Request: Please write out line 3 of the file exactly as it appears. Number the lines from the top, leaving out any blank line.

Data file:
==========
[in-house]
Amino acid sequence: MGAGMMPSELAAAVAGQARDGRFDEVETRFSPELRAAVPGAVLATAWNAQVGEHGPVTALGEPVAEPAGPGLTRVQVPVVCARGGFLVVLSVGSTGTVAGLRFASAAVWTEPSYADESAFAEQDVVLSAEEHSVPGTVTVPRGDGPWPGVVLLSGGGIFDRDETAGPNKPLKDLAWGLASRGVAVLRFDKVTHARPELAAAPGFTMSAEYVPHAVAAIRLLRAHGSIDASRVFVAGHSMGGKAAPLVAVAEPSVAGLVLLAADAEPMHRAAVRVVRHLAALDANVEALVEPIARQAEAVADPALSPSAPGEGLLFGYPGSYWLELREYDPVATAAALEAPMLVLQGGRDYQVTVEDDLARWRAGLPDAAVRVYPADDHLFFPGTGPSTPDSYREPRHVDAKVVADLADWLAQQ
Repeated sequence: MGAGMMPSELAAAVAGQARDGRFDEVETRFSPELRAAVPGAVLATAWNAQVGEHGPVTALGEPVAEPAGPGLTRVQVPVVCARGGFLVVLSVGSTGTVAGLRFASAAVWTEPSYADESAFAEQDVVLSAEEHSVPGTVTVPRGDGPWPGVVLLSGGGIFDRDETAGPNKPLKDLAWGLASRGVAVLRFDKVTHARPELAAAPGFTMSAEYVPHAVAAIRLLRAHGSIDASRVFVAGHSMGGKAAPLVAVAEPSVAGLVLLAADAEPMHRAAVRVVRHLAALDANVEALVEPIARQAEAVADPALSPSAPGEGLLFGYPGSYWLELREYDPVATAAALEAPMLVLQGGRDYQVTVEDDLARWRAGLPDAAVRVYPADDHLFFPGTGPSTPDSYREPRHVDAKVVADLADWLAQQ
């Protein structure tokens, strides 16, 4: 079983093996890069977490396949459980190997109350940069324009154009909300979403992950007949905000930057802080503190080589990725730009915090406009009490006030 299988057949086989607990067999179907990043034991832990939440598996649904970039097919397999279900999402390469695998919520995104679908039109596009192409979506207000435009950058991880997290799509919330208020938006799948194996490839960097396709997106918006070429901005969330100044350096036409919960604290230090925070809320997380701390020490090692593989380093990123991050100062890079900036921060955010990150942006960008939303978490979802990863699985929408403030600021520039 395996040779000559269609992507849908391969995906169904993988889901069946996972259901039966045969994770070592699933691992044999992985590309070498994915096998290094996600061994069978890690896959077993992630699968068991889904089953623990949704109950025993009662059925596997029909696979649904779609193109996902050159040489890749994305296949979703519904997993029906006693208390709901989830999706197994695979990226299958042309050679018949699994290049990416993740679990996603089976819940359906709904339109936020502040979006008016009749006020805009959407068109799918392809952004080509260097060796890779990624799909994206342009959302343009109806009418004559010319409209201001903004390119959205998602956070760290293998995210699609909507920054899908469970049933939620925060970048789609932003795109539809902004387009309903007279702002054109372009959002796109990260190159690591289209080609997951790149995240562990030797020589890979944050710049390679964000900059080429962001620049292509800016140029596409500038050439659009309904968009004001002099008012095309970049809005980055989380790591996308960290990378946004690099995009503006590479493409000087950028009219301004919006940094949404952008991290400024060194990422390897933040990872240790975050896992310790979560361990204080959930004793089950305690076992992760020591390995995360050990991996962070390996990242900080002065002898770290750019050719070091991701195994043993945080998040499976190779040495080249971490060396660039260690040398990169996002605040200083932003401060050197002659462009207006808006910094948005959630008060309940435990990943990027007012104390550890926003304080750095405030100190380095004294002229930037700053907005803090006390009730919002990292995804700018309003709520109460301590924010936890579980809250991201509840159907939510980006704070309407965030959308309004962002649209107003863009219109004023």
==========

Repeated sequence: MGAGMMPSELAAAVAGQARDGRFDEVETRFSPELRAAVPGAVLATAWNAQVGEHGPVTALGEPVAEPAGPGLTRVQVPVVCARGGFLVVLSVGSTGTVAGLRFASAAVWTEPSYADESAFAEQDVVLSAEEHSVPGTVTVPRGDGPWPGVVLLSGGGIFDRDETAGPNKPLKDLAWGLASRGVAVLRFDKVTHARPELAAAPGFTMSAEYVPHAVAAIRLLRAHGSIDASRVFVAGHSMGGKAAPLVAVAEPSVAGLVLLAADAEPMHRAAVRVVRHLAALDANVEALVEPIARQAEAVADPALSPSAPGEGLLFGYPGSYWLELREYDPVATAAALEAPMLVLQGGRDYQVTVEDDLARWRAGLPDAAVRVYPADDHLFFPGTGPSTPDSYREPRHVDAKVVADLADWLAQQ